Don’t associate them with dance music. Or rave. And definitely, for the love of all that’s right, don’t call them EDM. The Prodigy are the original electronic punks, the outliers from Essex who took their wicked beats and fearsome live show from warehouses to the biggest stages on the planet.

Australians and Kiwis will welcome the Brits back with open, sweaty arms early next year when the trio return for six shows in support of their forthcoming seventh studio album, No Tourists.

Watch: The Prodigy – “Need Some1”


It promises to be a proper love-in. Australia and The Prodigy have a rare chemistry which dates back to day nought. Many of those shows are the stuff of legend, spoken of with a wink and a wide eyes from those who were there. The then four-piece (dancer Leeroy Thornhill left in 2000) headlined the closing party for Brisbane’s Site nightclub back in June 1994, when the Prodigy Experience was burning up turntables.

Two years on, the Prodigy melted minds, and very nearly everyone in the house, with an incendiary Boiler Room performance at the Big Day Out on the Gold Coast, in a hotbox which later became the site storeroom. It was so lit that evening, frontman Keith Flint was reportedly place on a saline drip after the performance. Punters stripped down to their underwear. The air was so thick, it was tough to breathe. The Prodigy’s spearhead Liam Howlett hasn’t forgotten.

“Without a doubt, I remember that gig,” he tells Tone Deaf. “But there was another gig we did in Melbourne where they had an actual water hose in the crowd, inside the building spraying people. Now, I’ve never seen that in a club before. It was so fucking hot. It was fucking ridiculous.”

the prodigy
The Prodigy – image credit: Andy Cotterill

Howlett and Co. love the heat. They’re returning in the hottest months for a trek that kicks off January 24 at RAC Arena, Perth, before moving on to Adelaide’s Bonython Park, Brisbane Riverstage, Melbourne Arena and finishing up at Sydney Qudos Bank Arena on February 2, before hopping across the ditch for a one-off show at Auckland’s Trusts Arena, on February 5. The tour is produced by TEG Live and Division Agency, the company run by Jason Ayoubi and Scott Robertson, the architects of Summadayze and Future Music Festival, which was headlined by the Prodigy on multiple occasions.

“We’ve missed coming there the last couple of years,” Howlett recounts. “We’ve been there since the band started. We travelled to Australia right in the beginning and we’ve almost been almost every year. Obviously, when the Big Day Out was rolling we were coming regularly. Yeah, we’re looking forward to coming in January, man.”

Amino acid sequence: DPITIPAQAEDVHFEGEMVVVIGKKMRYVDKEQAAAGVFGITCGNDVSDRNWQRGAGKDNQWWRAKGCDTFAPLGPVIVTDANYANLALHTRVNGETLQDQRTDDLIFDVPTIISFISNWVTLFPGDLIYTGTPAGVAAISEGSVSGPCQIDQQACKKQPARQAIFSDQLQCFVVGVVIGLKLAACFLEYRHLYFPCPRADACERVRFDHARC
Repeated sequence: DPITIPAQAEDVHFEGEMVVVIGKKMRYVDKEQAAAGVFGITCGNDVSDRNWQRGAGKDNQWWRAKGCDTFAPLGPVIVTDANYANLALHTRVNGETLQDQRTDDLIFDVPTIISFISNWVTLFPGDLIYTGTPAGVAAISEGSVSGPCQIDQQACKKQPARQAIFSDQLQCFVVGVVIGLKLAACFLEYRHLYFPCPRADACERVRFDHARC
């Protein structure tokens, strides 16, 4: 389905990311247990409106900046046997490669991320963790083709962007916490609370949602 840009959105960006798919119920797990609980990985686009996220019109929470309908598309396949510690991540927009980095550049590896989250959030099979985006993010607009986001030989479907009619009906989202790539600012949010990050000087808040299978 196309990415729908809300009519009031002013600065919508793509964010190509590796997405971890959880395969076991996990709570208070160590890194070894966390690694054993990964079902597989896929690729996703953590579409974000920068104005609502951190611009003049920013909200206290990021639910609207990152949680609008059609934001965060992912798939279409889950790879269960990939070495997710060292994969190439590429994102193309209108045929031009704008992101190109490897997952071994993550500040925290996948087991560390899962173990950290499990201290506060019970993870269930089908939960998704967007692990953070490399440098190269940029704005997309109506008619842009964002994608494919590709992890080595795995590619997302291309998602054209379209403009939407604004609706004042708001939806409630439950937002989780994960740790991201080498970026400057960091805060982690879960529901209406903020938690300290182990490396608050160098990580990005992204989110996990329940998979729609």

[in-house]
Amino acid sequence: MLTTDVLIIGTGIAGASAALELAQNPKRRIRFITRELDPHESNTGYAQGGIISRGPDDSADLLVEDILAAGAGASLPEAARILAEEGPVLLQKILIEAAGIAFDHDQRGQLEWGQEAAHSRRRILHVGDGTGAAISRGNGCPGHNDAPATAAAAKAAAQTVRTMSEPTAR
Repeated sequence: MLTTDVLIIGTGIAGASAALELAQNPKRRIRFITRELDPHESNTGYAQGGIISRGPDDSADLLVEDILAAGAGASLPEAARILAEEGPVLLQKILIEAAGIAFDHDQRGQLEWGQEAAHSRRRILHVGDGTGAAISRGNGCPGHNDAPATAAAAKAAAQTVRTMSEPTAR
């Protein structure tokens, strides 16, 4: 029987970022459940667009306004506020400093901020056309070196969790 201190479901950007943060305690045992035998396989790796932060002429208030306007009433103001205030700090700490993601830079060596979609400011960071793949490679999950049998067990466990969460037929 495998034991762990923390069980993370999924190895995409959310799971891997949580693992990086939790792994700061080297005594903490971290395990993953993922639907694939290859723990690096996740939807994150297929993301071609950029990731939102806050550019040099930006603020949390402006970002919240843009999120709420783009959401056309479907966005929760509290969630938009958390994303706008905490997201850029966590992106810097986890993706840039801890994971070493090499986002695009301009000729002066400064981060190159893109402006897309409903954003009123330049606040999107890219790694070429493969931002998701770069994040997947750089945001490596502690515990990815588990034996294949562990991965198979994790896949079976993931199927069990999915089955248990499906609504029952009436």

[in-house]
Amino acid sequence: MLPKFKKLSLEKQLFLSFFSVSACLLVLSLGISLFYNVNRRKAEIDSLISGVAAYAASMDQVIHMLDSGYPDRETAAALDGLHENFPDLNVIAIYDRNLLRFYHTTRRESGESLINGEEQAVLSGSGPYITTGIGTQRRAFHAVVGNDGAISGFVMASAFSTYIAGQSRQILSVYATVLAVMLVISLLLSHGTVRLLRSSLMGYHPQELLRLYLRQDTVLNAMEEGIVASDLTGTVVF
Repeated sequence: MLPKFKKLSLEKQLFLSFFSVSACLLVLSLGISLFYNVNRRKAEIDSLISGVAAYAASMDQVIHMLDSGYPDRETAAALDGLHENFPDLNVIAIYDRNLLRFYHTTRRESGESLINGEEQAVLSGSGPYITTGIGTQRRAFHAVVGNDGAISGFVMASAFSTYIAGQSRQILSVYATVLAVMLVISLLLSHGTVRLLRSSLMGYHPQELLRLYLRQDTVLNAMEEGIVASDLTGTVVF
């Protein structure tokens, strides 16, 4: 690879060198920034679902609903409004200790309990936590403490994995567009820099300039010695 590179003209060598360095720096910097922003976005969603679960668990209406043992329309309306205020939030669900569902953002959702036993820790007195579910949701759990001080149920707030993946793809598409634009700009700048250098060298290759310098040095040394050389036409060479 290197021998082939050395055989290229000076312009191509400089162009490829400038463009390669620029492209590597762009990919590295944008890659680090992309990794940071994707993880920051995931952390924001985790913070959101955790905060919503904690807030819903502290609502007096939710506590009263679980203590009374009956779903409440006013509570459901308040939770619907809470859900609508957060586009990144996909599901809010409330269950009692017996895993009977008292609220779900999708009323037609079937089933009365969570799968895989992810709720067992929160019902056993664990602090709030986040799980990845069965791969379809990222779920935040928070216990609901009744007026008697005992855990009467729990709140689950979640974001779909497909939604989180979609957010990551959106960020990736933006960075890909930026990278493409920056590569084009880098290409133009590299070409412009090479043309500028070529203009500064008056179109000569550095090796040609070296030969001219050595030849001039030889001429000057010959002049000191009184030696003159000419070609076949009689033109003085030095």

The No Tourists live shows are so much more than a catchup with fans. Howlett, Flint and Maxim Reality will work their new material, well before U.S. audiences get a taste. “This record has definite urgency and aggression about it, but in a different way to the previous record,” Howlett tells TD from his house in London. “It’s got a certain old-school feel to it, people will hear the early Prodigy sounds coming back a bit. But also without being retro, it feels fresh. That’s what we get from it. Of course, we’re here to please ourselves with the music. We want to write good tunes, and tunes we know are going to deliver on stage and that’s what we’ve done.”

No Tourists is due November 2 through the group’s own label, Take Me To The Hospital, via BMG. It’s the follow up to 2015’s The Day Is My Enemy, which became their sixth album to hit No. 1 in the U.K. In Australia, the set opened at No. 8, continuing their streak of top 10s which stretches back across their previous four albums, punctuated by a No. 1 with 1997’s Fat of the Land, which  lead the chart on both sides of the Atlantic.

But it’s in front of a crowd where Prodigy really are at their meanest. “People can download the music, feel the music, copy the music but they can’t copy watching the band, you’ve got to be there, standing in front of the stage to experience the pure aspect of the band,” Howlett explains. “The live side, it’s the pure way to connect with a band. We feel really protective and we try to keep the live side as pure as possible.”

Watch: The Prodigy – “Light Up The Sky”


The Prodigy 2019 tour dates

January 24  – Rac Arena, Perth – Buy Here

January 26 – Bonython Park, Adelaide – Buy Here

January 28  – Riverstage, Brisbane – Buy Here

February 1 – Melbourne Arena, Melbourne – Buy Here

February 2 – Qudos Bank Arena, Sydney – Buy Here

February 5 – Trust Arena, Auckland – Buy Here

Telstra thanks presale: 3pm Monday, Oct. 29

General public on sale: 10am Thursday Nov. 1